What would happen if a high school loser were suddenly given superpowers? Per Spider-Man, he’d go momentarily nuts, using his newfound abilities to beat up folks, make some money, and get on TV. Eventually, however, the once-nerd would become a hero, thanks to a life-changing tragedy and/or the love of a good woman.
In real life the tragedy would never come, the girlfriend would leave town, and the guy would turn into a vindictive jerk, which is precisely what happens in the latest number of Daniel Clowes’s Eightball series. In “The Death-Ray,” Andy, a fatherless ectomorph who digs Sousa marches and stinks at sports, discovers that a couple of drags from a cigarette give him the strength of many men. Goaded by Louie, his tougher, cooler pal, Andy soon uses his bone-crushing strength—and a vaporizing ray gun left behind by his dad—to lay waste to squirrels, dope dealers, abusive parents, and assorted jocks and bullies.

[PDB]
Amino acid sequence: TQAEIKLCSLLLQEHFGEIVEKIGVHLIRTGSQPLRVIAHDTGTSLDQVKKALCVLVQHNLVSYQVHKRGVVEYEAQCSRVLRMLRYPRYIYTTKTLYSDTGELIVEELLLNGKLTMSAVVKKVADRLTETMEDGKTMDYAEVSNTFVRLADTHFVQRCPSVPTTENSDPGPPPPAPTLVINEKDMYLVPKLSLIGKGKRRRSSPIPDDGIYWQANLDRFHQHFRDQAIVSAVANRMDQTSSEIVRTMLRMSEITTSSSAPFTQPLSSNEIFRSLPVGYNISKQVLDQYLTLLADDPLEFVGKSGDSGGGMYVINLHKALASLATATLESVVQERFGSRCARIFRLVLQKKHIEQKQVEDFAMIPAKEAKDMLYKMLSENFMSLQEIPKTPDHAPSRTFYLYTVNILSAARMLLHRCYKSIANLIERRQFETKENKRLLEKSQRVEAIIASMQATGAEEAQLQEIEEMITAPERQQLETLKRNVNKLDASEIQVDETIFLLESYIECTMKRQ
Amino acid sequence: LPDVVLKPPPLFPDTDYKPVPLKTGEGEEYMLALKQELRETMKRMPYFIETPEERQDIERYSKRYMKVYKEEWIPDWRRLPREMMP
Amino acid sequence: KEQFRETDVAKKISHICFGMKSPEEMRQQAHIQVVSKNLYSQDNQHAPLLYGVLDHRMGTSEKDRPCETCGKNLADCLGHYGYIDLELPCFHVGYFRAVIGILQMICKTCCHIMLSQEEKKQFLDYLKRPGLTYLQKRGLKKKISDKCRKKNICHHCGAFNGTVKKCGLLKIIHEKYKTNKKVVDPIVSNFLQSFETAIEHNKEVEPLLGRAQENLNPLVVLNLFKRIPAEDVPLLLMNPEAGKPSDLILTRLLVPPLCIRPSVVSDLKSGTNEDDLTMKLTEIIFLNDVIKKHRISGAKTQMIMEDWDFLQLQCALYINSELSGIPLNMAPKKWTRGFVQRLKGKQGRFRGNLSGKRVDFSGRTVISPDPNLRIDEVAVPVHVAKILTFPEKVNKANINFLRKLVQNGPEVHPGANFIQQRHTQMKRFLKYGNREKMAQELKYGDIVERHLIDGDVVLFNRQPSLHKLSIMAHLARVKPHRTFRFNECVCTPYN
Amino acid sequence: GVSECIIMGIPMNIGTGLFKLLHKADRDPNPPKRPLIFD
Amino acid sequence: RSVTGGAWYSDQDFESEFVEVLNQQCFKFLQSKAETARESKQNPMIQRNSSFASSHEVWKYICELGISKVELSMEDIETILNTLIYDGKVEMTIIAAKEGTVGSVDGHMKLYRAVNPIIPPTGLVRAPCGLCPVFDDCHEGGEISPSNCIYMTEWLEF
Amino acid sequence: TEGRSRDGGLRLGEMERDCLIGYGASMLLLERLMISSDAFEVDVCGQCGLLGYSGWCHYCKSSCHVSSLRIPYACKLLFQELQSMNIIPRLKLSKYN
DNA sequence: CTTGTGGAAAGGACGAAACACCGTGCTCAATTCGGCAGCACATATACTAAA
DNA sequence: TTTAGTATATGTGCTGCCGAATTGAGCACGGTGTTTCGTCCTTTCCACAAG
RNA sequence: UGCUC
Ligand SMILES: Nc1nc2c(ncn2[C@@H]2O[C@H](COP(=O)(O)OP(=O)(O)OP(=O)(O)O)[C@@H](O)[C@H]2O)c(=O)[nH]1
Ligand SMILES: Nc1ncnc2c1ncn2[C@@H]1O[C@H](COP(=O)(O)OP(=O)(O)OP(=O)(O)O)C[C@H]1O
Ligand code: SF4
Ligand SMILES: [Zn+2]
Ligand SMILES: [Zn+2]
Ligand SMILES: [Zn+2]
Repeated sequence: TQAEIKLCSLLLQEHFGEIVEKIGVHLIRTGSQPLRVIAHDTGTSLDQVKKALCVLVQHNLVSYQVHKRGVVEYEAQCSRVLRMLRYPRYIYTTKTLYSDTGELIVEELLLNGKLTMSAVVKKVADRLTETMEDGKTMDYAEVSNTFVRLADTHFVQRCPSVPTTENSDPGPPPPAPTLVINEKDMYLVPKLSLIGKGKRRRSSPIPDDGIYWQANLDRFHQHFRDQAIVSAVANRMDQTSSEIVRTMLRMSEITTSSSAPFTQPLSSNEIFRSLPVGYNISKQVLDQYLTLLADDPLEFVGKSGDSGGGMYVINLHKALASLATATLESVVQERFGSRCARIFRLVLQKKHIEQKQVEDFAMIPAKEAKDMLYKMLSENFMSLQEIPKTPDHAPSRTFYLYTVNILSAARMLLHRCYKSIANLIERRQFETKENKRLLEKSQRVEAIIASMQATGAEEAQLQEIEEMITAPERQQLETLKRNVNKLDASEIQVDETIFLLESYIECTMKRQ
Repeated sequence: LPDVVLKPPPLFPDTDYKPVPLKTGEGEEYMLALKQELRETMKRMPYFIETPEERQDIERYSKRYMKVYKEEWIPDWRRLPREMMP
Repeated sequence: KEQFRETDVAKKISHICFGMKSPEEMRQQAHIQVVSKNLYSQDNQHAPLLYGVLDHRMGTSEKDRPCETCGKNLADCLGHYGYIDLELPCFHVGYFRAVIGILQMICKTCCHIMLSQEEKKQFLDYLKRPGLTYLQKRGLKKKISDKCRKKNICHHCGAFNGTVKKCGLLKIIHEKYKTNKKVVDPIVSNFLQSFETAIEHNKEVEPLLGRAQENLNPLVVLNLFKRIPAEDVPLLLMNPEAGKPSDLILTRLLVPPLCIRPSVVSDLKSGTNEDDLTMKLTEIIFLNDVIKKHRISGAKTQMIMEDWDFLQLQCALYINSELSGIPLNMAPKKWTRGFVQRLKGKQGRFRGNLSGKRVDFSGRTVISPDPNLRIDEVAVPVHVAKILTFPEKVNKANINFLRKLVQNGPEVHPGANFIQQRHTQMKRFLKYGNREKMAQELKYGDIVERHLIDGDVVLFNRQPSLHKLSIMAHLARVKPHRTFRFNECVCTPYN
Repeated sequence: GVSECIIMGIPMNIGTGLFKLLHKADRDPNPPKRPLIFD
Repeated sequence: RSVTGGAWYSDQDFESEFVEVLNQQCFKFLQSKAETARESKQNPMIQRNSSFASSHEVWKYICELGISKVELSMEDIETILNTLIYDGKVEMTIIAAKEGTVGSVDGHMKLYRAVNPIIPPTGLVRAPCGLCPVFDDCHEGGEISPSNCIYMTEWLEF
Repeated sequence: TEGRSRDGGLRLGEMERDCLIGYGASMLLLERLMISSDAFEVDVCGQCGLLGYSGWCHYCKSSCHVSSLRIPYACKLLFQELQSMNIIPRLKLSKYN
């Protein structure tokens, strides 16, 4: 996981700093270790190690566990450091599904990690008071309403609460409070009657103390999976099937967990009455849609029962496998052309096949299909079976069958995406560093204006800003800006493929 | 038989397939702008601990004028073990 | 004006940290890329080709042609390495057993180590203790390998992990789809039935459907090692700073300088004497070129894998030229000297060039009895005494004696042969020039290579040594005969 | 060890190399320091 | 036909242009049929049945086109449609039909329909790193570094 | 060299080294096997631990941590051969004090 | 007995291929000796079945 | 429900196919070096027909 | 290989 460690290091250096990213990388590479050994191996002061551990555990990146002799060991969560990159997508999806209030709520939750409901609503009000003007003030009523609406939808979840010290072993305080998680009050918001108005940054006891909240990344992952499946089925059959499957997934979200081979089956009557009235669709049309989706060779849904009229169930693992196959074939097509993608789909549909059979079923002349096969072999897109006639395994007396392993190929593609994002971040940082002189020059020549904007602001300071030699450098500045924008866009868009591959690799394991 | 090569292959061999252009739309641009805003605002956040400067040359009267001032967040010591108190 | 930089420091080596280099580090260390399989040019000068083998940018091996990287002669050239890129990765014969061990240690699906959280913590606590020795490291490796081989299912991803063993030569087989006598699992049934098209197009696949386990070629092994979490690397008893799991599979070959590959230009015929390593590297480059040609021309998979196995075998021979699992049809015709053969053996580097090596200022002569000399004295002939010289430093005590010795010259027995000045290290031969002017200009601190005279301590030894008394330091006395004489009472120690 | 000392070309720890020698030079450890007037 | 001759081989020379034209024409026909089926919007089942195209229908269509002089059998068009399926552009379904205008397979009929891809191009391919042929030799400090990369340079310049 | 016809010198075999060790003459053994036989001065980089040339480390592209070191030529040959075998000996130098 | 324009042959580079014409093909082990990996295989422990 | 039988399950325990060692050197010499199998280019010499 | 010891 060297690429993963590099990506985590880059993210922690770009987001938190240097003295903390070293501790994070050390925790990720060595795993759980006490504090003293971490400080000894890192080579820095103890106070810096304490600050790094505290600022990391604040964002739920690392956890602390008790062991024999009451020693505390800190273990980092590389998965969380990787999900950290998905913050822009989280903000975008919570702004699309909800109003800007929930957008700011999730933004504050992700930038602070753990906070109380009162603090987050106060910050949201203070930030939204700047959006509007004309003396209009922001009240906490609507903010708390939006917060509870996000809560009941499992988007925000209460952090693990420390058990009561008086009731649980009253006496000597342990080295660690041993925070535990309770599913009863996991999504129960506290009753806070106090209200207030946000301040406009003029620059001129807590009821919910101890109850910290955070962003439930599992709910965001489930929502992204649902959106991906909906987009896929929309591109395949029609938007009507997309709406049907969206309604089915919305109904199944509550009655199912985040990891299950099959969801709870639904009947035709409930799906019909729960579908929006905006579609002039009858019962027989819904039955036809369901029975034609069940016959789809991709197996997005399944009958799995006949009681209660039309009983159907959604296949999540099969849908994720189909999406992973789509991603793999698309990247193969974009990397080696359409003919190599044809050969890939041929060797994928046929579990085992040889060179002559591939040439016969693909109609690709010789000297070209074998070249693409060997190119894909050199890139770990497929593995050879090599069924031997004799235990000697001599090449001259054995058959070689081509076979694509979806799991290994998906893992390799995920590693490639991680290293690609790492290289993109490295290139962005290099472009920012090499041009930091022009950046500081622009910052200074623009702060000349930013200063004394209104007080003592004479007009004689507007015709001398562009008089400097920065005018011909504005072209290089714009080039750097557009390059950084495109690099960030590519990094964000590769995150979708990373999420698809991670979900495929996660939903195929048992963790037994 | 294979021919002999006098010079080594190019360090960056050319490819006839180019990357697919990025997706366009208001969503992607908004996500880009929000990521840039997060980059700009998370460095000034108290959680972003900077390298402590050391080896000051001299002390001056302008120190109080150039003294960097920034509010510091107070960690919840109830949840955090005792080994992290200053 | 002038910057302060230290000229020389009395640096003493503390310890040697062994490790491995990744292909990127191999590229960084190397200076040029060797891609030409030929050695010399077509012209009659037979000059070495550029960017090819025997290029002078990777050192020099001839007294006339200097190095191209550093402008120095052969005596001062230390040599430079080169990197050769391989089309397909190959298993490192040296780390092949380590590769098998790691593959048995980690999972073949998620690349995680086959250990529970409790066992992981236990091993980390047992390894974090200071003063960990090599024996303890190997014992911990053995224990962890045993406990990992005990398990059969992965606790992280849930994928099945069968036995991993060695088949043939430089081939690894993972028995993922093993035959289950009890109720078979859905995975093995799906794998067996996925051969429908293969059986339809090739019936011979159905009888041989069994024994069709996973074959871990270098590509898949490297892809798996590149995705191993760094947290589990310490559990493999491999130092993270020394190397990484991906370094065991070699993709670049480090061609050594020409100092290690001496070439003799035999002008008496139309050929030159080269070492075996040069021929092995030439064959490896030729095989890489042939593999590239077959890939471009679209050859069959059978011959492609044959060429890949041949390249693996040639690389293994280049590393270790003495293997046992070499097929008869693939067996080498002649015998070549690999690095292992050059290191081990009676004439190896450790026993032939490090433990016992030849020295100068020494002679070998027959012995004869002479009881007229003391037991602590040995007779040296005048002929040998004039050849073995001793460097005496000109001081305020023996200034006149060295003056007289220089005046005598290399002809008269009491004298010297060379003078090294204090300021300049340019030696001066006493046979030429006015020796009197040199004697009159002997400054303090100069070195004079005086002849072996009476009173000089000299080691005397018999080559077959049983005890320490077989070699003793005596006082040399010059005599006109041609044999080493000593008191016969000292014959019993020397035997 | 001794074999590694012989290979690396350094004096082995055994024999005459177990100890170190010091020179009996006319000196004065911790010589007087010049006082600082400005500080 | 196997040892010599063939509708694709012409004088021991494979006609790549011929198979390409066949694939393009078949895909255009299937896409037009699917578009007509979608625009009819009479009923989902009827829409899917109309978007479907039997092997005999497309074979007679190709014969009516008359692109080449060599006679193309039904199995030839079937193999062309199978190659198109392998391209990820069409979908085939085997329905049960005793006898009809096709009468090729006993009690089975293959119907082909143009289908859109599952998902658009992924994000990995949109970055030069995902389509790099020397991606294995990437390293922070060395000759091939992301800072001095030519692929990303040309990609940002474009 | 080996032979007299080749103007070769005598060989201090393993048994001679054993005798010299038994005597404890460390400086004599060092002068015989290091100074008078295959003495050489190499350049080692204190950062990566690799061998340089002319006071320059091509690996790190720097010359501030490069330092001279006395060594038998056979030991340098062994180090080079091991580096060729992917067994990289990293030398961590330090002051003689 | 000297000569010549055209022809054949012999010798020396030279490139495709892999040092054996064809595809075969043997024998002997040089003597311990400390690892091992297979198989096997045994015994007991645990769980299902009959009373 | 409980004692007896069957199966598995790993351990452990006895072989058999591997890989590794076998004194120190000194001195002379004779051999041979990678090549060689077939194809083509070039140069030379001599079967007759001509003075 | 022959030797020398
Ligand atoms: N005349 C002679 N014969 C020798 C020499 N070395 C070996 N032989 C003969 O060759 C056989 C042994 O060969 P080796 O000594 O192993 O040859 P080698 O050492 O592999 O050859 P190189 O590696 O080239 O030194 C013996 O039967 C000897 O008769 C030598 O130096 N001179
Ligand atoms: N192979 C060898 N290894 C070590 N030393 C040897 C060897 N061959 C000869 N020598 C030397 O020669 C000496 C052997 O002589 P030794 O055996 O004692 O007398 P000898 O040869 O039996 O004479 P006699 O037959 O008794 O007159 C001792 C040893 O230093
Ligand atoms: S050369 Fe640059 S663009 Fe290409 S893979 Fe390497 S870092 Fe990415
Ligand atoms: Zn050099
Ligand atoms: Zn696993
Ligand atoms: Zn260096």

As Clowes has gradually eliminated some of the more fantastical elements from Eightball (e.g., the eye-socket-slurping crustaceans in “A Velvet Glove Cast in Iron”), the tales have only gotten creepier. Andy describes people as “the ugliest creatures in all of nature,” and if we’re not the ugliest, at least in Clowes’s worlds, we’re definitely in the top three. Even so, the story is infinitely more human than any of the superhero series it parodies, and about as funny as any tale about a homicidal loner has a right to be.
This article from the Village Voice Archive was posted on July 20, 2004